Hyunmo Choi (Director of the Center for Migrant Workers’ Human Rights in Korea)
Discussion of ‘multiculturalism’ in Korean society has been on the rise since the beginning of the 1980s, as labor migration to Korea has been steadily increasing, marriage migration to Korea through international marriages, and the number of children from these married families has rapidly increased. It seems to reflect a series of social movements to respond to the resulting social and cultural changes.
“Multicultural families, multicultural education, multicultural instructors, multicultural projects, multicultural lectures, multicultural festivals, multicultural villages, multicultural sensibility, multicultural centers, multicultural phenomena, multicultural society, multicultural policies, multiculturalism… ”
Not long ago, I gave a lecture on the topic of ‘multicultural society and the human rights of migrant workers’ in a citizen education program of a peace human rights organization. I have been involved in activities for the protection of the human rights of migrant workers for a long time, but I was somewhat unfamiliar with the concept of ‘multiculturalism’, which has been mentioned rapidly recently, so I read various materials related to ‘multicultural’ or ‘multicultural society’ while preparing the lecture. I found and sorted it out. In the process, I was surprised to find that new words starting with the word ‘multiculturalism’ are overflowing like a flood in our society, and at the same time, I was also aware of the significance of the intention for a desirable change to a multicultural society represented by ‘multiculturalism’. had the opportunity to expand the
The word ‘multicultural’ literally means the existence of various cultures. And ‘multicultural phenomenon or multicultural tendency’ is a term that expresses the reality in which diverse and heterogeneous cultures are mixed or changing from a relatively single and homogeneous culture, and is itself value-neutral. On the other hand, the term ‘multiculturalism’ started to be used in discussions about policies that deal with cultural diversity in multiracial and multiethnic societies. It is a rather normative concept of creating a space where communication between cultures becomes active and a new culture with universal consensus is created by removing the hierarchy and boundaries between the mainstream and subcultures. Here, ‘multicultural society’ means an ‘open society where people with diverse cultural identities enjoy equal status in one society and coexist and coexist through respect and communication, beyond the barriers of ethnicity, race, religion, language, and ideology’. can be said to mean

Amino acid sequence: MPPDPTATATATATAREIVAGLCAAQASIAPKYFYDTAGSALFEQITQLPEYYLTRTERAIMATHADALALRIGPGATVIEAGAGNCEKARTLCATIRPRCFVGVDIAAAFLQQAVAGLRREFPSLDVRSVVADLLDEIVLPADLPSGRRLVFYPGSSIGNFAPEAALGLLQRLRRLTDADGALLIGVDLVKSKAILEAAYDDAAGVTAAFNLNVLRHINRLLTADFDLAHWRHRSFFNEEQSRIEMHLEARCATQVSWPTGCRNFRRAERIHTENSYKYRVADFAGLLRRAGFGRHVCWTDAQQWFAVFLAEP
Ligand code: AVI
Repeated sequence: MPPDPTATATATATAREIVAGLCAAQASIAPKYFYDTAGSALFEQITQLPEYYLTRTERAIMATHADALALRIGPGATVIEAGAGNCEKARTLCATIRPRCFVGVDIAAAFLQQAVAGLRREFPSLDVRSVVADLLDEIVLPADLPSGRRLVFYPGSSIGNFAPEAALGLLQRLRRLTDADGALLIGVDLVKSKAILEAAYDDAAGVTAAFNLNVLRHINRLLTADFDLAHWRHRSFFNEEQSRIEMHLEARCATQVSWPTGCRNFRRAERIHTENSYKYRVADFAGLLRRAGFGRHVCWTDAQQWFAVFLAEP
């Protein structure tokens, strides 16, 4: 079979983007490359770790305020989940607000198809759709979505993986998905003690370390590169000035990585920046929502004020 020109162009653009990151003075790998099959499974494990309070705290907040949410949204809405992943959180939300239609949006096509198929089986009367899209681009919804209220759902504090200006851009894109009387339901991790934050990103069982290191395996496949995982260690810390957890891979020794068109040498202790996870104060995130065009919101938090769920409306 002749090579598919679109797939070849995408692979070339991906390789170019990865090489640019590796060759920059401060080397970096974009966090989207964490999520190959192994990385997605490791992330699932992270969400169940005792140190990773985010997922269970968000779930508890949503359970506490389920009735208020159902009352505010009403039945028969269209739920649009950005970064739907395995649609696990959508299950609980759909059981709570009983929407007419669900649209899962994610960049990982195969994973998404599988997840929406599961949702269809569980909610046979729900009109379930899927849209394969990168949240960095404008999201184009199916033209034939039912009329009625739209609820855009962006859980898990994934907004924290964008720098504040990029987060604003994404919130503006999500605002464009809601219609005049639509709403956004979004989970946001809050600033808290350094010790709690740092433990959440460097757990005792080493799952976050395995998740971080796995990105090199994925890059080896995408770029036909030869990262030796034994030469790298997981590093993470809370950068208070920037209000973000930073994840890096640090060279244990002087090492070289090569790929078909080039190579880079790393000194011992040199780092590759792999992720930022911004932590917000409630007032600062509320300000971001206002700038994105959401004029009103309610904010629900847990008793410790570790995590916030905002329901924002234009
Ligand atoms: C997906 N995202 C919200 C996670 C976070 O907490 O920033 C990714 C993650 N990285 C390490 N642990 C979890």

As of 2009, there are 1.16 million migrants living in Korea today, more than 2% of the total population. The ratio of international marriages has reached an average of 12% of all marriages and 40% in rural areas, and the increase is expected to accelerate in the future. In fact, recent statistical data from government agencies warn that Korean society, which is experiencing the world’s lowest fertility rate and a rapidly aging population, will experience a severe labor shortage along with a rapid population decline in the near future, and the inevitability of an influx of migrants to fill the gap. is suggesting Although there are some differences depending on the institution that conducted the relevant statistical survey, it is said that after 10 years, 1 in 20 people will become a foreigner, and in 2050, 40 years later, at least 1 in 10 people will be a foreigner. The Korean society, which has maintained its identity as a single nation in its long history, is about to enter a multi-racial and multi-ethnic society.